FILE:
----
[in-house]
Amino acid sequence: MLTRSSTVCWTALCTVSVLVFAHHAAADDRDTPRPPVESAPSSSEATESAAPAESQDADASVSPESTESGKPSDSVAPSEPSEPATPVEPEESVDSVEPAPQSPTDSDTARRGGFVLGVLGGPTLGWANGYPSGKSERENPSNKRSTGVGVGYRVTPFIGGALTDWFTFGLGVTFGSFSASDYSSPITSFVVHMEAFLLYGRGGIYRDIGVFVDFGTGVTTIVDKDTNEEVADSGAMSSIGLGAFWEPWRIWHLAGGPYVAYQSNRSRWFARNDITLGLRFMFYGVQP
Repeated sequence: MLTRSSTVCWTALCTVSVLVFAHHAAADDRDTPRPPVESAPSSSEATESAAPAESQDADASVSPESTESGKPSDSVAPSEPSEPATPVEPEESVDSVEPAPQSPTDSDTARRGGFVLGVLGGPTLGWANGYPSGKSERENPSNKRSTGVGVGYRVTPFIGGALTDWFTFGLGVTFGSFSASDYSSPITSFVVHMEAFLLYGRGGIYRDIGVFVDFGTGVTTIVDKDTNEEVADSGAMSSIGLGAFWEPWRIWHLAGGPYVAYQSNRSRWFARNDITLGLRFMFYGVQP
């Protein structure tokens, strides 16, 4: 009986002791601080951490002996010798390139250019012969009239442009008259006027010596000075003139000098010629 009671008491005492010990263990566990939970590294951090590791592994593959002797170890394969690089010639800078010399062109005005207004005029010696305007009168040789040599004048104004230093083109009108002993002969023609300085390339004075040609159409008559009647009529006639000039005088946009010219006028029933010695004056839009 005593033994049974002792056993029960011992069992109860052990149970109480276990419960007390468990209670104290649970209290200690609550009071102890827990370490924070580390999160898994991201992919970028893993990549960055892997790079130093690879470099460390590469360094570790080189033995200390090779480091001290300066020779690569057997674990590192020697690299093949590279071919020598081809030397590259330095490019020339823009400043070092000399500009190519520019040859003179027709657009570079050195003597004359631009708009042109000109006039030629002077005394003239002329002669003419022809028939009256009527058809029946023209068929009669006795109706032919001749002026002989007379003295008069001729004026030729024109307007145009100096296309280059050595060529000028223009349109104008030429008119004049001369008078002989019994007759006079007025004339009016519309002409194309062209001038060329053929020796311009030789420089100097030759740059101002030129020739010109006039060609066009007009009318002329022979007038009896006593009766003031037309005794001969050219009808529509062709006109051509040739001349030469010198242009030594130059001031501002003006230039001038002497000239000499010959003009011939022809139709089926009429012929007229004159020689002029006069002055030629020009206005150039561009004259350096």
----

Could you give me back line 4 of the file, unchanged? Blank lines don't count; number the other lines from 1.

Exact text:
């Protein structure tokens, strides 16, 4: 009986002791601080951490002996010798390139250019012969009239442009008259006027010596000075003139000098010629 009671008491005492010990263990566990939970590294951090590791592994593959002797170890394969690089010639800078010399062109005005207004005029010696305007009168040789040599004048104004230093083109009108002993002969023609300085390339004075040609159409008559009647009529006639000039005088946009010219006028029933010695004056839009 005593033994049974002792056993029960011992069992109860052990149970109480276990419960007390468990209670104290649970209290200690609550009071102890827990370490924070580390999160898994991201992919970028893993990549960055892997790079130093690879470099460390590469360094570790080189033995200390090779480091001290300066020779690569057997674990590192020697690299093949590279071919020598081809030397590259330095490019020339823009400043070092000399500009190519520019040859003179027709657009570079050195003597004359631009708009042109000109006039030629002077005394003239002329002669003419022809028939009256009527058809029946023209068929009669006795109706032919001749002026002989007379003295008069001729004026030729024109307007145009100096296309280059050595060529000028223009349109104008030429008119004049001369008078002989019994007759006079007025004339009016519309002409194309062209001038060329053929020796311009030789420089100097030759740059101002030129020739010109006039060609066009007009009318002329022979007038009896006593009766003031037309005794001969050219009808529509062709006109051509040739001349030469010198242009030594130059001031501002003006230039001038002497000239000499010959003009011939022809139709089926009429012929007229004159020689002029006069002055030629020009206005150039561009004259350096």